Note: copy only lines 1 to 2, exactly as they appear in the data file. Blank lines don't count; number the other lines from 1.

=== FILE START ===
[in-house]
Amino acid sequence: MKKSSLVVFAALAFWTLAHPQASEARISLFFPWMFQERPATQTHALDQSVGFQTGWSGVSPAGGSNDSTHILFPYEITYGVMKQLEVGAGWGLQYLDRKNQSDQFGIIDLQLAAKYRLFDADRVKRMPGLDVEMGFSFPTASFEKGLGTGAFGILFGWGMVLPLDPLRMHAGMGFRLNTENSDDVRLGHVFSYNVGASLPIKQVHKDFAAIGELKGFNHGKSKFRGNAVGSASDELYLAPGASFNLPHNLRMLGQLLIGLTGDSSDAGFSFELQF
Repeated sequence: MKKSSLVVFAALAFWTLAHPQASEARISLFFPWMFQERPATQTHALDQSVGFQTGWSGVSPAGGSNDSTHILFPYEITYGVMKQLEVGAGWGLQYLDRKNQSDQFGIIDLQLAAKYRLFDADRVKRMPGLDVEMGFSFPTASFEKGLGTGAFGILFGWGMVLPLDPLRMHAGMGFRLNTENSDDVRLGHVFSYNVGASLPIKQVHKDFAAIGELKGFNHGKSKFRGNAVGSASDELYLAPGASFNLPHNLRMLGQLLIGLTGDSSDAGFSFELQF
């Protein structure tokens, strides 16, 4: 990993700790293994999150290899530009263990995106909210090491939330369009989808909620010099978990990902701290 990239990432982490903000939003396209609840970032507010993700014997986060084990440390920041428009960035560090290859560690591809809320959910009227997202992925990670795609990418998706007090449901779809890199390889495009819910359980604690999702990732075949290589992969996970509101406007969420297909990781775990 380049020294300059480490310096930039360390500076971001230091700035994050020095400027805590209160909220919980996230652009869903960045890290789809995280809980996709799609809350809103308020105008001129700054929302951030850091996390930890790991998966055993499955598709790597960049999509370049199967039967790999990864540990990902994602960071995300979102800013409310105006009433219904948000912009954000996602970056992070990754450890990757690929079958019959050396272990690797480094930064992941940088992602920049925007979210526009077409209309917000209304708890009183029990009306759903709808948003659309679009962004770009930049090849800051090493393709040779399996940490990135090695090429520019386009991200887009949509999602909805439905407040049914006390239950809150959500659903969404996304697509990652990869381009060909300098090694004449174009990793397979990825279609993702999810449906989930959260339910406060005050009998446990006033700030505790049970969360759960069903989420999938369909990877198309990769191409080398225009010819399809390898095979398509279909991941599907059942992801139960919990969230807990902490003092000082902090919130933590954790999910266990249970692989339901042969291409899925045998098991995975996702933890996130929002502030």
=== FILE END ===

[in-house]
Amino acid sequence: MKKSSLVVFAALAFWTLAHPQASEARISLFFPWMFQERPATQTHALDQSVGFQTGWSGVSPAGGSNDSTHILFPYEITYGVMKQLEVGAGWGLQYLDRKNQSDQFGIIDLQLAAKYRLFDADRVKRMPGLDVEMGFSFPTASFEKGLGTGAFGILFGWGMVLPLDPLRMHAGMGFRLNTENSDDVRLGHVFSYNVGASLPIKQVHKDFAAIGELKGFNHGKSKFRGNAVGSASDELYLAPGASFNLPHNLRMLGQLLIGLTGDSSDAGFSFELQF